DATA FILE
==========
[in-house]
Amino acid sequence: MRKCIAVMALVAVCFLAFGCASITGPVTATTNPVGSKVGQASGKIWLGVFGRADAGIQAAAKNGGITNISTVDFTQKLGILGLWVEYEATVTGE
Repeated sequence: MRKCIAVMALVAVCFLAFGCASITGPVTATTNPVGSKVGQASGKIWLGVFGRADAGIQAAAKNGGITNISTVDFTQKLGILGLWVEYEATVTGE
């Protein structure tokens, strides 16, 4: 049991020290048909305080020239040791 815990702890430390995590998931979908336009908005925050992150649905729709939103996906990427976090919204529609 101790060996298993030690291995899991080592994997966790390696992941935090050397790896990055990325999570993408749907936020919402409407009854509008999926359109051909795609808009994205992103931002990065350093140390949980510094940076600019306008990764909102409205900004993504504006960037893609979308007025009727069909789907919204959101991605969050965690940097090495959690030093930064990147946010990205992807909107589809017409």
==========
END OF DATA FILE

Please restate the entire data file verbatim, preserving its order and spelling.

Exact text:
[in-house]
Amino acid sequence: MRKCIAVMALVAVCFLAFGCASITGPVTATTNPVGSKVGQASGKIWLGVFGRADAGIQAAAKNGGITNISTVDFTQKLGILGLWVEYEATVTGE
Repeated sequence: MRKCIAVMALVAVCFLAFGCASITGPVTATTNPVGSKVGQASGKIWLGVFGRADAGIQAAAKNGGITNISTVDFTQKLGILGLWVEYEATVTGE
């Protein structure tokens, strides 16, 4: 049991020290048909305080020239040791 815990702890430390995590998931979908336009908005925050992150649905729709939103996906990427976090919204529609 101790060996298993030690291995899991080592994997966790390696992941935090050397790896990055990325999570993408749907936020919402409407009854509008999926359109051909795609808009994205992103931002990065350093140390949980510094940076600019306008990764909102409205900004993504504006960037893609979308007025009727069909789907919204959101991605969050965690940097090495959690030093930064990147946010990205992807909107589809017409």